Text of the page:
Other screen-size trends that Pocket spotted are that bigger screens enable users to watch more video and to leave their second devices at home. Those with an iPhone 6 Plus open nearly 40% more video in Pocket than those who carry an iPhone 5 or iPhone 5s, and 16% more video than those with an iPhone 6. And in a given weekend, users with an iPhone 6 Plus now view 67% more content on their phone than those with an iPhone 5 or iPhone 5s. Those with an iPhone 6 view 35% more than those with the smaller iPhones. Pocket notes that “Either way, you can rely more on your phone on-the-go, and leave the iPad at home.”
One drawback of a bigger screen is that the phone becomes “less portable.” Pocket explains, “It’s pretty tricky to read on your iPhone 6 Plus with one hand and grasp a subway pole with the other. Turns out that those with an iPhone 6 Plus read 22% less on their morning commutes than those with an iPhone 5/5S or 6. More than two times as many Pocket users are opting for the iPhone 6 instead of the iPhone 6 Plus, which Pocket interprets to mean that “convenience and portability trump a better (and bigger) entertainment and reading experience.”
Pocket’s observations provide interesting insight into how consumers are using the new iPhones, though it’s worth noting that the iPhone 6 and iPhone 6 Plus are still new, and it’s not hard to imagine that consumers naturally spend more time with a new device. And even if Pocket’s data suggest a longer-term trend that will see new, larger-screen phones cannibalizing the sales and utilities of tablets, that’s hardly a novel concept.
Especially for Apple, whose chief executive Tim Cook, according to Quartz, has said that he’s fine with the fact “that some people will look at an iPad and an iPhone and decide just to get an iPhone.” Additionally, Pocket’s data, by nature, deals with only a specific group of users reading saved articles and watching saved videos with the Pocket app — a group that isn’t statistically representative of the entire base of iPhone or smartphone users.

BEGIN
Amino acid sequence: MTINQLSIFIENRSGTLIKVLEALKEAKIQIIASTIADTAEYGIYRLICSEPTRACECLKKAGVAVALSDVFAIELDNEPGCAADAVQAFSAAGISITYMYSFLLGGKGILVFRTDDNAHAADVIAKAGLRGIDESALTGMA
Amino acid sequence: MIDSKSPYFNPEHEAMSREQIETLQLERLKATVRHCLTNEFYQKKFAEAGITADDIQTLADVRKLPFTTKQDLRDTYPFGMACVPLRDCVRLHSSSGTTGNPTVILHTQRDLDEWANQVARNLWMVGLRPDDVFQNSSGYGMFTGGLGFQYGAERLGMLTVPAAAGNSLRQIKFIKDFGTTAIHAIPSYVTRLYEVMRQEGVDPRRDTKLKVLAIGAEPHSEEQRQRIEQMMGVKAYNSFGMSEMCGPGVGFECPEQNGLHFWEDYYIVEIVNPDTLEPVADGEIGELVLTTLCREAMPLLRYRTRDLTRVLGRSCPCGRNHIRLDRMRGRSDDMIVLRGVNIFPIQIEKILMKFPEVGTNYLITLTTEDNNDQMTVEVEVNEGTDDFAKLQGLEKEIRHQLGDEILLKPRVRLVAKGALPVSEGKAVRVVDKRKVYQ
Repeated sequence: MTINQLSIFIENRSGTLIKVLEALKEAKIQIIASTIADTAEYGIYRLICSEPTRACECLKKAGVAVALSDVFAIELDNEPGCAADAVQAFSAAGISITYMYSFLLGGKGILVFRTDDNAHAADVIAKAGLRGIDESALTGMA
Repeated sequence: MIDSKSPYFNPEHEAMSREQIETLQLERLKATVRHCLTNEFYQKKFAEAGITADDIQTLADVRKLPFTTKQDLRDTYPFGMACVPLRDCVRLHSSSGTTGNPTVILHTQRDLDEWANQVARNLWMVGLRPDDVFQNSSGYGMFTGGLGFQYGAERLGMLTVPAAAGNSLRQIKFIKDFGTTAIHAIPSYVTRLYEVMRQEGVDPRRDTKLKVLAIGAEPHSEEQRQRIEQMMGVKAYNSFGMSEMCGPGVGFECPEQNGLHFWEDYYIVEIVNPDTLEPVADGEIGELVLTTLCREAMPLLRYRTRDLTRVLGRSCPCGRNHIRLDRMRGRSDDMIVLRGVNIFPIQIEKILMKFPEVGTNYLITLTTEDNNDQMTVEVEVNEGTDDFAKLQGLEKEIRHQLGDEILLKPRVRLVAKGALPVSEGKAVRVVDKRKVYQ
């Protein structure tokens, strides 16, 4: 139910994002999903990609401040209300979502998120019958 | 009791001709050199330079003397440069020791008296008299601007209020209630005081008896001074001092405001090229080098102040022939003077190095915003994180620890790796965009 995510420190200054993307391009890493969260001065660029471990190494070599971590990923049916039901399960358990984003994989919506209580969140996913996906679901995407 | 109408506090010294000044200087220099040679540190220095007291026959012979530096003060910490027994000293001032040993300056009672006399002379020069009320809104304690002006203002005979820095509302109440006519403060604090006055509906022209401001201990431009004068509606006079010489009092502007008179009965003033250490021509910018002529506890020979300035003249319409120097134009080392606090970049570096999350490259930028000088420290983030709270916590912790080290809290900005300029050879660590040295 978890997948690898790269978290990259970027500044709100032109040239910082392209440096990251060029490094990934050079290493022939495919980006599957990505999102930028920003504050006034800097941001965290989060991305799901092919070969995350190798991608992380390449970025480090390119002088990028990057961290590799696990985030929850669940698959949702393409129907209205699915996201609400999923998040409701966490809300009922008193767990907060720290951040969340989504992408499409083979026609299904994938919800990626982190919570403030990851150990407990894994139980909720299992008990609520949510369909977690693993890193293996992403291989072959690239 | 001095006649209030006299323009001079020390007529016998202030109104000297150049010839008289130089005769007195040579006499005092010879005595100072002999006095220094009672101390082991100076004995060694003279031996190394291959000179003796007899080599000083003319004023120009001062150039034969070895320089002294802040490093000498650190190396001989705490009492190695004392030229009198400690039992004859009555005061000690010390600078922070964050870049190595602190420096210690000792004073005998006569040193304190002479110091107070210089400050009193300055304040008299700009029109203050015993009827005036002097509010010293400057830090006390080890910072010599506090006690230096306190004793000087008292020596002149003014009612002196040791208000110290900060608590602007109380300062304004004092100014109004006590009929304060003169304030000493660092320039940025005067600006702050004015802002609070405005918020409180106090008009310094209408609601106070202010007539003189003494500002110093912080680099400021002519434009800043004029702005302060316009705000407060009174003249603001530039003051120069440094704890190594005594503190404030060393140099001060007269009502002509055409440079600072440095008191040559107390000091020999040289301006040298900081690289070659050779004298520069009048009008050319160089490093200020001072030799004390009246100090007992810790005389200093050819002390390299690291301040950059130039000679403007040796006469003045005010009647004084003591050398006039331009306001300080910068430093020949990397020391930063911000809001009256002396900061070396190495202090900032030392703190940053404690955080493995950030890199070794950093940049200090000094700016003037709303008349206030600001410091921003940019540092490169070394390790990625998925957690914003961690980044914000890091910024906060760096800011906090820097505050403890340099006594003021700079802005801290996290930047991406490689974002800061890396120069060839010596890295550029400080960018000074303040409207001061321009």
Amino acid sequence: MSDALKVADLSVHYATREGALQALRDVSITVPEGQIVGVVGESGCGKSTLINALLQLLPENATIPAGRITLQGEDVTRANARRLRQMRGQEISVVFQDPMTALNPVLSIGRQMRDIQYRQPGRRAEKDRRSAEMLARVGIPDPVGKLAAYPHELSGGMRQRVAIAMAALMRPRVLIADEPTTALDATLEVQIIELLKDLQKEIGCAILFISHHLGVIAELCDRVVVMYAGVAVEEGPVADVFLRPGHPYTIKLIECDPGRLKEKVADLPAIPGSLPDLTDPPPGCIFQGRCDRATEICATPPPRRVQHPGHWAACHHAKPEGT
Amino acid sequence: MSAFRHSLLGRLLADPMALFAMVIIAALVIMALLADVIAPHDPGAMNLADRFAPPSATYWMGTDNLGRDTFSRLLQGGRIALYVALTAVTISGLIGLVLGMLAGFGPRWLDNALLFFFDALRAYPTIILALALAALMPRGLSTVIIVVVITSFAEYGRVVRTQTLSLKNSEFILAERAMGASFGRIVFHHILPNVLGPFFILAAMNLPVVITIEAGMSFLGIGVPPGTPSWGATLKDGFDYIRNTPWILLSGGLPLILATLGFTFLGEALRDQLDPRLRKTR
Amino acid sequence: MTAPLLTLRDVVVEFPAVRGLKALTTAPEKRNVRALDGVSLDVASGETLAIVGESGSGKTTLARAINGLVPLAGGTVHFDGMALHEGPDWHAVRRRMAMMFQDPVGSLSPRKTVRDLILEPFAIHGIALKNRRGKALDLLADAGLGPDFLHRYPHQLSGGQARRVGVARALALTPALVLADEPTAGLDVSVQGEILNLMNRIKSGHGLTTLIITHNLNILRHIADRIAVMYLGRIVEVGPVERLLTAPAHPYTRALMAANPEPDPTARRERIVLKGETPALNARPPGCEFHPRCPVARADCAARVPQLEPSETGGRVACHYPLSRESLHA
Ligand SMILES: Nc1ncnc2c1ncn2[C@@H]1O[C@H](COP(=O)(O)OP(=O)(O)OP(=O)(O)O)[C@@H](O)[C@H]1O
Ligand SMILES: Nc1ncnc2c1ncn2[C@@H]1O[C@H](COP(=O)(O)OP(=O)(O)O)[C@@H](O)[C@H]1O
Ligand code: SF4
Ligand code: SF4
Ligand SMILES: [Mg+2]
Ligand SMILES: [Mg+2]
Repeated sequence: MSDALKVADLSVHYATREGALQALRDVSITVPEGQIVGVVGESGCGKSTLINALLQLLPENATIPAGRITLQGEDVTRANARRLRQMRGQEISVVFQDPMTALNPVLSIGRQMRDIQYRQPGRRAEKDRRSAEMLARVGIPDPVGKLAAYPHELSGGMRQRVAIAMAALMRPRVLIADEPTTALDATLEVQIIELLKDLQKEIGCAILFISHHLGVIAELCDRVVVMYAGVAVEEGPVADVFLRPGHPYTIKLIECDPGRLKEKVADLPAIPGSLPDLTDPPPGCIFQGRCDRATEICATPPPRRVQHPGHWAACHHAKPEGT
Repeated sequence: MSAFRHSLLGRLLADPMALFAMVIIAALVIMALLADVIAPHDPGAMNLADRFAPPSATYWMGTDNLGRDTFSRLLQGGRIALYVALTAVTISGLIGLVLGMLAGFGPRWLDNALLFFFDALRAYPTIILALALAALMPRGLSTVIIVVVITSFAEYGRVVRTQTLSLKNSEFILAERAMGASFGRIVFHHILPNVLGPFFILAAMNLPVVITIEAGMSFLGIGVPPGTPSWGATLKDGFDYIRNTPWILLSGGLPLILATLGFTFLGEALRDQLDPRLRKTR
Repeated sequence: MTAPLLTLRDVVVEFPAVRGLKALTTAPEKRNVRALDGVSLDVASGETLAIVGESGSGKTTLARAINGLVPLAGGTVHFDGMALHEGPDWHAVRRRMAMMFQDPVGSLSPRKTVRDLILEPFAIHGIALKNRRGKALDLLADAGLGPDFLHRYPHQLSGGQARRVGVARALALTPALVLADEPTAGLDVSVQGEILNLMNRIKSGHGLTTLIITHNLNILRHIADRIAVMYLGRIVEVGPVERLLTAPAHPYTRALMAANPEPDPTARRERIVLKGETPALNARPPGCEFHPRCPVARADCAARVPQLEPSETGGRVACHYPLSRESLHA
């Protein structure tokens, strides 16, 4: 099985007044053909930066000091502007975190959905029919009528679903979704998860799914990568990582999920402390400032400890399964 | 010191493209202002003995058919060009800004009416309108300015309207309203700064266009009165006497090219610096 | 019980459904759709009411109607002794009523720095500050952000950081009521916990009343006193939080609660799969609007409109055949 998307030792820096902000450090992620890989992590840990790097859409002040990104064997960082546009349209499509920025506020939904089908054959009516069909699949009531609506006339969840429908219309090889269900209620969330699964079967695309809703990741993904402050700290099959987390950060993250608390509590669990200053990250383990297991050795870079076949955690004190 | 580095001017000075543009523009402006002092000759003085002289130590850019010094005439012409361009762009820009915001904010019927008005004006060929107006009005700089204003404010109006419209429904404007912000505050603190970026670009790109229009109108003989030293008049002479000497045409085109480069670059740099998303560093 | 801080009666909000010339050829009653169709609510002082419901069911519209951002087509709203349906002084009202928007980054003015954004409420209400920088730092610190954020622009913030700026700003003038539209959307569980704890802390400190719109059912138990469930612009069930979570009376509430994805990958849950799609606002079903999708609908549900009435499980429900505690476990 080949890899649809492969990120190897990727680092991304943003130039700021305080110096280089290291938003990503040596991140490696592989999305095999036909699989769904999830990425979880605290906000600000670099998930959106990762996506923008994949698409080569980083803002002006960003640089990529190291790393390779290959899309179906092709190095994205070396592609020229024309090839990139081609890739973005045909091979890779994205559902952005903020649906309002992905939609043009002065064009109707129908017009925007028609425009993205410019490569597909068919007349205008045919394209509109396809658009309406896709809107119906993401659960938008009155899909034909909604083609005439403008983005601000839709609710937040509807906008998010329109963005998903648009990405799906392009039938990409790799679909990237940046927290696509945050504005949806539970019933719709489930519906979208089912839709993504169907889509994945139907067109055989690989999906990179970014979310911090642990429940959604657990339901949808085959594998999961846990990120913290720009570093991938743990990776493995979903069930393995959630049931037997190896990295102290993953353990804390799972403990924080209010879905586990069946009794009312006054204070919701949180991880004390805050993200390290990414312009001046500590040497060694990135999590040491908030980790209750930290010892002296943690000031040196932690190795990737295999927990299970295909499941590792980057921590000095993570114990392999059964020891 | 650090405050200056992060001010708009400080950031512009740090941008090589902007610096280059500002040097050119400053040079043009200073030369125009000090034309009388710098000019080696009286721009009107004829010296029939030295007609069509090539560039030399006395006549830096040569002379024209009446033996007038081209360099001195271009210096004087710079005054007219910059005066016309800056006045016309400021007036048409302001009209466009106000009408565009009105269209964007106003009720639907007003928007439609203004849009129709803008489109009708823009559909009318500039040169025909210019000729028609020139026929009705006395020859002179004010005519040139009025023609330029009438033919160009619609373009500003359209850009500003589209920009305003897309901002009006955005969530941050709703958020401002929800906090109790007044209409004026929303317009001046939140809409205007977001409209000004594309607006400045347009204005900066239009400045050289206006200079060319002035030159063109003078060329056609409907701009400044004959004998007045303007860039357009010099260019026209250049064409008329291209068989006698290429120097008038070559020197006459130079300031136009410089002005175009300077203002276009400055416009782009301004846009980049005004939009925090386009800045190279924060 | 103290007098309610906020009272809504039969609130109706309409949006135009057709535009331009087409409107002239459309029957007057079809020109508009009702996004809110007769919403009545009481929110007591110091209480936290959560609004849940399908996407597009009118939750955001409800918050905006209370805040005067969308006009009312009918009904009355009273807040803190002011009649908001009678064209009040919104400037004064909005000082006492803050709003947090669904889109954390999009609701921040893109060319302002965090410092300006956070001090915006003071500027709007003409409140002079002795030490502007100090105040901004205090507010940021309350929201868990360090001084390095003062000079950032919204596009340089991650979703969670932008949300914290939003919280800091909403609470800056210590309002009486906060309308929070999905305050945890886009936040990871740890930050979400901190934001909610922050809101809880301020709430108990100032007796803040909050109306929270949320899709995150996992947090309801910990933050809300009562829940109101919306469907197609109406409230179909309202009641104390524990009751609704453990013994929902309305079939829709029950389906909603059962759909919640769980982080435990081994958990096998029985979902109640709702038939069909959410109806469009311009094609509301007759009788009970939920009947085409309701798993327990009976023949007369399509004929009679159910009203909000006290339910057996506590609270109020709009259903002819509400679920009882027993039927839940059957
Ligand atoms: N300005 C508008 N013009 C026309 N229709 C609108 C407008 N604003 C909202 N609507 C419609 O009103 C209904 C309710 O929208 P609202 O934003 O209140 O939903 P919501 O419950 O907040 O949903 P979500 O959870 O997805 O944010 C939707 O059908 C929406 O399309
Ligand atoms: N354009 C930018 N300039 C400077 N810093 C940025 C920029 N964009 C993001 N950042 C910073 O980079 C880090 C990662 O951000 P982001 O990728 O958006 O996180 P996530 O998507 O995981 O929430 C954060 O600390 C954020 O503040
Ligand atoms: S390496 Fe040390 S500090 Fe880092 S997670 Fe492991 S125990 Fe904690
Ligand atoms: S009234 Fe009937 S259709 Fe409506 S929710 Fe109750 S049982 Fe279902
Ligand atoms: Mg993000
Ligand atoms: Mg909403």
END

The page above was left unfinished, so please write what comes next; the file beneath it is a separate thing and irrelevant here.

As the Pew Research Internet Project reported recently of Americans’ technology use and gadget ownership, 77% of Americans aged 16 to 29 and 49% of Americans age 30 and up own a smartphone, and 38% of Americans 16 to 29 and 34% of those 30 and up own a tablet. And the proportion of Americans who own both a smartphone and tablet — a prerequisite for inclusion in Pocket’s observations — is also a smaller subset than the larger group of smartphone users. Pocket’s data draws from a relatively small segment of the market — consumers who both own an iPad and upgraded from the iPhone 5 or iPhone 5s to the iPhone 6 or iPhone 6 Plus. But despite those limitations, Pocket’s data does highlight some already-identified trends in the tablet market.
The International Data Corporation (IDC) recently reported that growth in the tablet market is expected to slow from 52.5% in 2013 to 7.2% in 2014, illustrating the slower-than-expected replacement cycles that see consumers using a tablet for more than three years, and in some instances more than four years. As a press release on the data reported at the time, “the two major drivers for longer than expected tablet lifecycles are legacy software support for older products, especially within iOS, and the increased use of smartphones for a variety of computing tasks.”
While Pocket’s data may not represent the smartphone market and user base overall, it’s exactly in line with IDC’s assertion that consumers are more often using smartphones for tasks that they have reserved for tablets in the past. And while Tim Cook may be okay with that — perhaps in no small part given the fact that the iPhone is a much higher-margin product for Apple than the iPad — the rest of the market will need to come to terms with consumers’ shifting habits of smartphone and tablet use and content consumption.